The question of court-fee must be decided on the plaint, and, though it is open to the Court to say that the plaintiff has really asked for a consequential relief though he has tried to conceal it by casting the reliefs in a particular form, it is not open to the Court to say that the [plaintiff should have asked for a consequential relief, and should have paid the proper fee as in such a suit. Here the plaintiff insists that jit is not necessary for him to ask for a consequential relief. Although he tikes a risk in so insisting, in that he is liable to have his suit dismissed under Section 42, Specific Relief Act if the Court ultimately comes to the conclusion that it was open to him to ask for a consequential relief, he is clearly entitled to have the case made by him in the plaint tried by the Courts
14. We concur in this view.
15. Now we have to consider the authorities cited by the defendant-respondent.
16. The weightiest authority is a Full Bench decision of the Madras High Court in Arunachalam Chetty v. Rangaswamy Pillai  33 Mad. 922. The suit was for a declaration that a mortgage-decree was not binding on the plaintiff and for an injunction restraining the defendant from executing the same. It was held that the suit was for a declaratory decree with consequential relief within the meaning of Section 7. Clause (iv) (c), Court-fees Act. Upon the facts of that case the correctness of the decision cannot be doubted, as there was a prayer for an injunction which is clearly a prayer for a consequential relief. The present case is distinguishable upon the facts, as there is no prayer for an injunction or for any other form of consequential relief. The terms of the reference to the Full Bench however raised a question which was unnecessary for the decision of the case namely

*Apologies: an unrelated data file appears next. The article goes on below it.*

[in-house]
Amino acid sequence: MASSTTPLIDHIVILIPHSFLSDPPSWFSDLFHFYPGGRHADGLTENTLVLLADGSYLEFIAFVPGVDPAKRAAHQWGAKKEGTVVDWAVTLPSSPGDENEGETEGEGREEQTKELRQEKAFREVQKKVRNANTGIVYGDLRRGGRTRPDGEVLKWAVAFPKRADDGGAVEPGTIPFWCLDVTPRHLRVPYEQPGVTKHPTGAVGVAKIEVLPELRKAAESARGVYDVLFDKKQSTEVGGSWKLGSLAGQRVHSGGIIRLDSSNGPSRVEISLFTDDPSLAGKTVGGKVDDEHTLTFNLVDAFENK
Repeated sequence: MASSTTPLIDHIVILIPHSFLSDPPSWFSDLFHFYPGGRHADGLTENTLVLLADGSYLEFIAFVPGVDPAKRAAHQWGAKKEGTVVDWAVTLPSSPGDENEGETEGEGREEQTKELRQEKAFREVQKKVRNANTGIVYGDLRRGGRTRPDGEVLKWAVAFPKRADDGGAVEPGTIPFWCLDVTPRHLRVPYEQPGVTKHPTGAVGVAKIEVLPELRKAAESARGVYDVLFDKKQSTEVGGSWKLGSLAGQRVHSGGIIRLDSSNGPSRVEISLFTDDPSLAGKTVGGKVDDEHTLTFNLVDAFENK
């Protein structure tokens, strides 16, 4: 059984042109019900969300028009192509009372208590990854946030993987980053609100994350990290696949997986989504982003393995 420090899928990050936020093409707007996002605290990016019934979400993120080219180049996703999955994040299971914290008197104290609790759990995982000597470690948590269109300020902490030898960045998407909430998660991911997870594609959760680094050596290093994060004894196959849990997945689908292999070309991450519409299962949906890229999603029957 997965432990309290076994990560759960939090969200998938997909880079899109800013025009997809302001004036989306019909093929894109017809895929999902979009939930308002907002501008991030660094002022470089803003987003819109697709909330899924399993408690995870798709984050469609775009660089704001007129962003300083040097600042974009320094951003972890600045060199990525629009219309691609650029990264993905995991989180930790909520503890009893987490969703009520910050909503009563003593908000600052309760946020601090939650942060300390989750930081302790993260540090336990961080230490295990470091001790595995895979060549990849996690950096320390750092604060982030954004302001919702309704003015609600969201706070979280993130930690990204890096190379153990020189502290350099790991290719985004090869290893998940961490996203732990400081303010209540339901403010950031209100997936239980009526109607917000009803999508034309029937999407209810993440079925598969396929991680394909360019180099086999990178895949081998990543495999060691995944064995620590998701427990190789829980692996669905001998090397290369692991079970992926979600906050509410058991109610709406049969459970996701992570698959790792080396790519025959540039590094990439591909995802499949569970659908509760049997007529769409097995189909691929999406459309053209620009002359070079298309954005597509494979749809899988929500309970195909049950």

whether a suit for a declaration that an instrument of mortgage or sale executed by the plaintiff or a decree that has been passed against the plaintiff for a debt is not binding on him is a declaratory suit only.